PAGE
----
September 23rd marks the start of the Autumn equinox which means fresher mornings, cosier clothing and heavier duty footwear! It’s also the time when the UK’s natural landscapes dramatically change from a sea of green to vibrant yellows, oranges, and browns, as deciduous trees shed their leaves and embrace the seasonal change.

September temperatures are still relatively mild, averaging a daily high of 17 degrees Celsius, with the sun not setting until around 7pm, so it’s a great month to visit some of the UK’s prettiest leaf-peeping spots. The team at Fitflop has researched 6 of the UK’s most Googled Autumn walk locations to uncover the most in-demand spots, so all you need to do is plan your journey and don’t forget your walking shoes!

1) South West: Cheddar Gorge Trail, Somerset (Distance: 4 miles)

Photo by Ian Kelsall on Unsplash

Forming around one million years ago the stunning Cheddar Gorge in Somerset is almost 400ft (122m) deep and 3 miles (4.8km) long, giving it the title of England’s largest gorge. With 188,500 online searches between September to November, it’s also the most Googled location for Autumn visits! Along this fairly challenging weathered and craggy trail you’ll find some steep climbs, a wide variety of plants and wildlife and, if you time it right, some stunning sundowners! Start at the Cheddar Visitor Information Centre and head down Cufic Lane, following the signposts for the ‘Gorge walk’ which will pass woodland to fields, then take you out to the cliff top viewpoint.

2) South West: Westonbirt Aboretum (Distance: 1 mile, Visitor fee applicable)

Photo by Lark Ascending  on Flickr

Westonbirt Arboretum is one of the most diverse botanical tree collections in the world  where you can explore 2,500 different species, making for a magical, sensory walk. From the welcome centre, head right along the wheelchair-accessible path towards the old arboretum where you’ll pass The Acer Glade with trees, a pond and open grassland, followed by The Victory and The Savill Glades, which both showcase stunning seasonal tree displays at this time of year. Don’t forget to look out for blue labels on ‘champion’ trees – the largest of their species in Britain!  For those wanting a longer trail, the walk can be extended by 2 miles from the restaurant by following the Westerly trail toward the Cherry Glade and Japanese maple collection. With 164,100 online searches last Autumn, this was the UK’s most searched for Arboretum.

3) North West: Dunham Massey (Distance: 2.5 miles, Visitor fee applicable)

Photo by Big Albert on Flickr

Home to one of the finest collections of veteran trees in England, it’s not hard to see why Dunham Massey was searched for 143,100 times last Autumn! A beautiful trail which includes 150 resident fallow deer and many rare insect species, including the cobweb beetle and noctule bats. Starting at the Clock Tower, this walk pases by a 16th-century watermill, pretty variegated beech tree, a stretch of water called Dead Man’s Pool, the Langham Obelisk, 250-year old gnarled oak trees, pollarded lime trees and, by the Stallion Pound, a 500 year old oak tree. Autumn is deer rutting season so you may even see some stags competing for the females – so keep your distance!

4) South West: Stourhead (Distance: 5.5 miles)

Photo by Stewart Black on Flickr

With 128,100 Google searches last Autumn, Stourhead is next onthe list. Home to a pretty Palladian-style house, world-famous landscape garden with tranquil lake and surrounded by 2,560 acres of countryside combining ancient woods, farmland, chalk downs, and lots of history. Built in 1772, Alfred’s Tower is a 160ft (49m) high folly believed to mark the site where King Alfred the Great rallied his troops in 878. Fall is an ideal time to do the circular walk to Alfred’s Tower as the landscape gardens and woodlands provide an abundance of colour and real feast for the eyes. On the return, you’ll also pass Park Hill Camp Iron Age hillfort, Turner’s Paddock lake and waterwheel. Beady-eyed bird-lovers may also spot nuthatches, tree creepers and long-tailed tits on the way.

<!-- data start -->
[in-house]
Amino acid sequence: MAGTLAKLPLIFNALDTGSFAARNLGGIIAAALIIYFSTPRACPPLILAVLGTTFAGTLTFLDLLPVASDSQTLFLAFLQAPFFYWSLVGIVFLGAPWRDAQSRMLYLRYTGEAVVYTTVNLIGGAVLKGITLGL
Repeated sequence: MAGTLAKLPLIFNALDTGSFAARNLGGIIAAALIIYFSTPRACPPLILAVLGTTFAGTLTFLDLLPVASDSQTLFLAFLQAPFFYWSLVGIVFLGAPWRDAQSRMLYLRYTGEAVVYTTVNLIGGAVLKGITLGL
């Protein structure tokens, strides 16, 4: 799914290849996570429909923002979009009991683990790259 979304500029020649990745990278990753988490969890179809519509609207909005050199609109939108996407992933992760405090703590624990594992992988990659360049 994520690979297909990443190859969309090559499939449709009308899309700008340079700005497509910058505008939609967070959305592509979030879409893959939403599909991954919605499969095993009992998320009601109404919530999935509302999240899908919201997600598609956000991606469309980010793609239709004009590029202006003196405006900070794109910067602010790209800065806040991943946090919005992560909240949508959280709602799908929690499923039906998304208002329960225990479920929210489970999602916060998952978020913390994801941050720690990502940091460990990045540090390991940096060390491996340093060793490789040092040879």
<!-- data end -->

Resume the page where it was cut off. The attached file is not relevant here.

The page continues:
5) North West:Tatton Park, Cheshire (Distance: 2.5 – 5.5 miles)

Photo by Tom Bullock on Flickr

Tatton Park is searched for online 114,100 in Autumn and offers a great walk for families. It has 1,000 acres of parkland encompassing ancient trees, waterways, wildlife and Red and Fallow deer, and child-friendly activities like den-building, a mud kitchen and Autumn Forager Trail. The Parkland and Tatton Mere, a popular fishing spot, burst with wildlife and colour in Autumn and offer two walk options;  the 2.5 mile walk around Tatton Mere where you’ll spot swans and ducks, or an extended 5.5 mile circular walk around the Parkland where you may spot bats and migrating thrushes, such as redwing and fieldfare arriving from Scandinavia.

6) North East: Belton House & Park, Lincolnshire (Distance: 3.2 Miles, Visitor fee applicable)

Photo by Brian  on Flickr

Belton House, Googled 100,700 times last Autumn, is a 17th century stately home and gardens established by the Brownlow family which, more recently, featured in Netflix series ‘Queen Charlotte: A Bridgerton Story’. Aside from the impressive interiors, the Belton Park circular walk boasts some wonderful, natural sights including a deer park, old woodland, historic structures, site of an old medieval village, and a wide range of wildlife. Start the walk at the front steps of Belton House, follow the gravel path right into the park, eventually turning right at the second wooden gate into the old wood. Once through the wood, follow the fence line at the edge of the golf course to head downhill toward the river and deserted medieval village of Towthorpe. Nearing the end, you’ll pass a sycamore which was planted when the mansion was built!

For tips on what to look for when choosing the best walking shoes, please visit: 

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